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30
Jun

Denver Parents Present Signatures to School Board to Stop Pesticide Use

(Beyond Pesticides, June 29, 2011) The Edison Elementary Green Team, a group of concerned parents in Denver, Colorado asked the Denver Public School Board Monday to stop the use of harmful chemicals. The group has been petitioning for almost a month now, collecting over 1,000 signatures of concerned parents and community members urging the school board to reconsider its contract with TruGreen ChemLawn which ends on July 1- tomorrow.

The issue began for Nicole Baumann, one of the concerned parents who started the petition, when she heard other parents describe an incident when TruGreen sprayed the herbicide 2,4-D on school grounds while kids were playing soccer and parents were standing outside waiting to pick up their children. School officials say they do not know what happened that day; however Trena Deane, executive director of facilities management for Denver Public Schools (DPS) told Education News Colorado that they have no reason to believe TruGreen was misapplying them, and that the chemicals are typically not toxic unless they are used inappropriately.

“These kids are rolling around in the grass,” Ms. Baumann told Change.org. “Our kids’ immune systems are not really developed yet. They’re susceptible. Why would we knowingly apply this where our kids are playing in the grass when we know there are other options out there that are safe?”

School is a place where children need a healthy body and a clear head in order to learn. Numerous scientific studies find that pesticides typically used in schools are linked to chronic health effects such as cancer, asthma, neurological and immune system diseases, reproductive problems, and developmental and learning disabilities. Integrated Pest Management (IPM) in schools has proven to be an effective and economical method of pest management that can prevent pest problems and eliminate the use of hazardous pesticides in school buildings and on school grounds.

2,4-D has been linked to cancer, reproductive effects, endocrine disruption, kidney and liver damage, is neurotoxic and toxic to beneficial insects (such as bees), earthworms, birds, and fish. Scientific studies have confirmed significantly higher rates of non-Hodgkin’s lymphoma for farmers who use 2,4-D than those who don’t; dogs whose owners use 2,4-D on their lawns are more likely to develop canine malignant lymphoma than those whose owners do not. Despite the known health and environmental effects of 2,4-D, it is the top selling herbicide for non-agricultural use, such as lawns, in the United States. It is also the fifth most commonly used herbicide in the agricultural sector and total annual usage in the U.S. tops 40 million pounds.

Children are especially sensitive and vulnerable to pesticides because of their rapid development and behavior patterns. Adverse health effects, such as nausea, dizziness, respiratory problems, headaches, rashes, and mental disorientation, may appear even when a pesticide is applied according to label directions. Pesticide exposure can adversely affect a child’s neurological, respiratory, immune, and endocrine system and have been shown to cause or exacerbate asthma symptoms. Studies show that children living in households where pesticides are used suffer elevated rates of leukemia, brain cancer, and soft tissue sarcoma. Because most of the symptoms of pesticide exposure, from respiratory distress to difficulty in concentration, are common in school children and may also have other causes, pesticide-related illnesses often go unrecognized and unreported.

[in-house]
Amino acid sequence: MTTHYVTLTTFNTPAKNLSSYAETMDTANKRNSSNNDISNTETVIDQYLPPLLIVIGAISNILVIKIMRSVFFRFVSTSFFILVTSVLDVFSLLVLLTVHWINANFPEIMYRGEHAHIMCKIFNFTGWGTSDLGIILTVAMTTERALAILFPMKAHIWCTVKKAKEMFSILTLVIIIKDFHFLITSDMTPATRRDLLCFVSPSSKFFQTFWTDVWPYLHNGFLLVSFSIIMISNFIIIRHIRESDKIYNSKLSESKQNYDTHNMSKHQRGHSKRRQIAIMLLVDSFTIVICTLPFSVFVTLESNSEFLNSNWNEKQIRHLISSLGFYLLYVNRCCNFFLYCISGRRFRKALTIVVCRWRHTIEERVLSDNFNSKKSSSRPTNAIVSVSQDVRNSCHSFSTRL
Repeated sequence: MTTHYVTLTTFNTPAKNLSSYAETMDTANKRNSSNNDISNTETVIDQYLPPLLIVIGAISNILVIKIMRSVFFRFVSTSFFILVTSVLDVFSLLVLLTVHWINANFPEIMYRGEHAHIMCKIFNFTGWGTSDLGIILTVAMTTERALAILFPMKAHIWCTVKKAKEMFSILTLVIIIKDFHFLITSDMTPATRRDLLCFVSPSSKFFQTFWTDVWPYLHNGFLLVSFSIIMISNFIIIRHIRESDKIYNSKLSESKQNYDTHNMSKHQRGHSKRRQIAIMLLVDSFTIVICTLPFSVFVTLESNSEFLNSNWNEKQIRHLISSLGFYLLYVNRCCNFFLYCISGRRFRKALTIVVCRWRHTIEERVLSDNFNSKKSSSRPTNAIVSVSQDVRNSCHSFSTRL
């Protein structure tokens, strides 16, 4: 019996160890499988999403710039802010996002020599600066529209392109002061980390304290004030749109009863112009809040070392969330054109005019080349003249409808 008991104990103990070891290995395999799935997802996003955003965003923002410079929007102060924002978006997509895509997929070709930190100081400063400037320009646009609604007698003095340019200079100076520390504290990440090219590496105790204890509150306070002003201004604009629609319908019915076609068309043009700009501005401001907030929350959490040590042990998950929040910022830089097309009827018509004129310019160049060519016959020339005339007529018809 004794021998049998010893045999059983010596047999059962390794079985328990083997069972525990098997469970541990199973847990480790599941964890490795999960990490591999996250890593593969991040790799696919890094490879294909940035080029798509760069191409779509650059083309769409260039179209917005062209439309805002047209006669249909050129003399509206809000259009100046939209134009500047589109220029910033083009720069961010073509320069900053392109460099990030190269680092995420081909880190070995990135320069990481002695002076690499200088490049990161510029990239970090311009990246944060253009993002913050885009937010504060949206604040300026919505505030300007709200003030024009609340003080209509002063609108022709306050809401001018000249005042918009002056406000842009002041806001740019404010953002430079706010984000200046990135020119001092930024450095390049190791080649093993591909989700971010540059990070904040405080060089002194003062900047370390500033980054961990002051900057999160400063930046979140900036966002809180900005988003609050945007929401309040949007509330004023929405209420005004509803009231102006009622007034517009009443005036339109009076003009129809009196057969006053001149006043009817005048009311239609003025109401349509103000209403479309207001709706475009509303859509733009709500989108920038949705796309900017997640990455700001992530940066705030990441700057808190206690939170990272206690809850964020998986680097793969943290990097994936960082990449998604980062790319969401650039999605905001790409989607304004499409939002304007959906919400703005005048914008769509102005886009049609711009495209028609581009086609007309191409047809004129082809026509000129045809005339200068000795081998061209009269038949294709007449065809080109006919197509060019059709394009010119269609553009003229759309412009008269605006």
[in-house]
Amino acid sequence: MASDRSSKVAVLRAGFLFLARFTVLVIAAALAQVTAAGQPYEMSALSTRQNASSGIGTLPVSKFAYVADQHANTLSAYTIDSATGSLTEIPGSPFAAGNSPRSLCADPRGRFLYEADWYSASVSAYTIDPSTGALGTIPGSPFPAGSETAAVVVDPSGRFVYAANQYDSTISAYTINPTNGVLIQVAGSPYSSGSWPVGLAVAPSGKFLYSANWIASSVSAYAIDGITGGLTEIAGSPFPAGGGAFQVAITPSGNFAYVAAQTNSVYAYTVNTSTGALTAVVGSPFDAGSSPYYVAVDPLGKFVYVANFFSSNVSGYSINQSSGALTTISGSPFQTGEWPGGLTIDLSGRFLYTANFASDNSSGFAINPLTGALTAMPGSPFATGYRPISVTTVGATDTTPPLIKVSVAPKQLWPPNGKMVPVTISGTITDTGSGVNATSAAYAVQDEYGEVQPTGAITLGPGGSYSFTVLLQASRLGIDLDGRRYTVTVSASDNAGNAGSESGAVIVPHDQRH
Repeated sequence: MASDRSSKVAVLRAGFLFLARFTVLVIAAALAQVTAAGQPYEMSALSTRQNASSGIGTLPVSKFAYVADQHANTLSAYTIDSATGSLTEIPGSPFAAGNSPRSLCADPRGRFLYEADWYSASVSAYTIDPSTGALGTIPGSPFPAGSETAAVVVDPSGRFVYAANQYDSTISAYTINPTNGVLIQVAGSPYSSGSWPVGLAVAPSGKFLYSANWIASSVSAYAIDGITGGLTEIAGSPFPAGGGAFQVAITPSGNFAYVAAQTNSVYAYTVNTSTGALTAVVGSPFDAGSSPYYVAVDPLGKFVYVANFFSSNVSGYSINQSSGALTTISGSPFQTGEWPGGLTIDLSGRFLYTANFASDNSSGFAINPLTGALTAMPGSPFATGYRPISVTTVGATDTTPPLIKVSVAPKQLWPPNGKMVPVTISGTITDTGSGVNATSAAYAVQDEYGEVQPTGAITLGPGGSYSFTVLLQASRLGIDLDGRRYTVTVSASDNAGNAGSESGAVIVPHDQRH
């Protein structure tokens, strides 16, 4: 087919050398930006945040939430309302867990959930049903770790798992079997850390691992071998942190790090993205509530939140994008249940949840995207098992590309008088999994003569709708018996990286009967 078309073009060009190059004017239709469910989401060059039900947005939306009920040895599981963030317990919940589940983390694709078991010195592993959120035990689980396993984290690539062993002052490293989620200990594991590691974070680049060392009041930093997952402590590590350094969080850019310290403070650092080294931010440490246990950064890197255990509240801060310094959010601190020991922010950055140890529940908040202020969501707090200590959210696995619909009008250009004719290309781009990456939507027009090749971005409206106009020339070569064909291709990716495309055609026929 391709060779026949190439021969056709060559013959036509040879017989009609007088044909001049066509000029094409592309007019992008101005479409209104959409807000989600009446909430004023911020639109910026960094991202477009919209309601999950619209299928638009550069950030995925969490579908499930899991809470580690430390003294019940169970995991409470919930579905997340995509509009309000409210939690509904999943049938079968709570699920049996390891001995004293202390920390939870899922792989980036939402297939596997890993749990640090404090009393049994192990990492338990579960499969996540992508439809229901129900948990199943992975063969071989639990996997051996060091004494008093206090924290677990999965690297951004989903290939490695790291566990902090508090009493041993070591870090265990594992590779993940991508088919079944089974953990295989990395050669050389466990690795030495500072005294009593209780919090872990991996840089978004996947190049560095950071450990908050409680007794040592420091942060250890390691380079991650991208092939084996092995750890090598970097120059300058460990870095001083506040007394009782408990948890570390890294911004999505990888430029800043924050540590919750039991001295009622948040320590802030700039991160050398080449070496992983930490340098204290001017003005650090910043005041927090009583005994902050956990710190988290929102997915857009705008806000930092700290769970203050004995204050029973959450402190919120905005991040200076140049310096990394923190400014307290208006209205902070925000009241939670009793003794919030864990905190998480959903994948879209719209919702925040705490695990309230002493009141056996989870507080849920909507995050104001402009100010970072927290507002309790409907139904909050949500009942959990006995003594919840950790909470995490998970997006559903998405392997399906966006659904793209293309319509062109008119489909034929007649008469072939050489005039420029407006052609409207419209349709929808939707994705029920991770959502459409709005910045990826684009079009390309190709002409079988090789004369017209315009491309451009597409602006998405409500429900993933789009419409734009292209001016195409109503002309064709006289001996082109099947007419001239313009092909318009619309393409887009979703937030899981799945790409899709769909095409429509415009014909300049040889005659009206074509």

Many communities across the country have taken a stand against the use of toxic pesticides on their lawns and landscapes. Last year, the state of New York passed the Child Safe Playing Fields Act (A 7937-C) prohibiting the use of toxic pesticides on school and daycare center playgrounds, turf, athletic and playing fields. Recently, a bill to prohibit the use of most lawn pesticides on public and private playgrounds, recreation fields and daycare centers in New Jersey, The Child Safe Playing Field Act has passed the Senate Budget Committee and is awaiting posting in the Senate. This bill will support the over 30 communities in New Jersey that have made their parks pesticide-free zones and have adopted an IPM program for managing town property by passing a resolution adopting a pesticide reduction policy. Connecticut and Illinois have also moved forward to reduce children’s exposures to lawn pesticides.

“This is not an easy task for an overnight fix,” said Ms. Bauman to EdNews. “But a lot of places have eliminated pesticide use. We’d like to offer our support in making this happen.”

Take Action (Locally-Denver Region):
Read and Sign the Petition by the Edison Elementary Green Team to stop the use of pesticides with harmful chemicals at Denver Public Schools.

Take Action (Nationally): It is time for a national policy that would protect every child in the United States from pesticide exposure at school. Federal legislation, the School Environment Protection Act of 2009 (SEPA), has been introduced by Rep. Rush Holt and would protect school children from pesticides used both indoors and on all school grounds nationwide. The legislation also bans the use of synthetic fertilizers. To learn more about this legislation and help its passage, see Beyond Pesticides’ SEPA webpage.

Sources: Change.org, Education News Colorado

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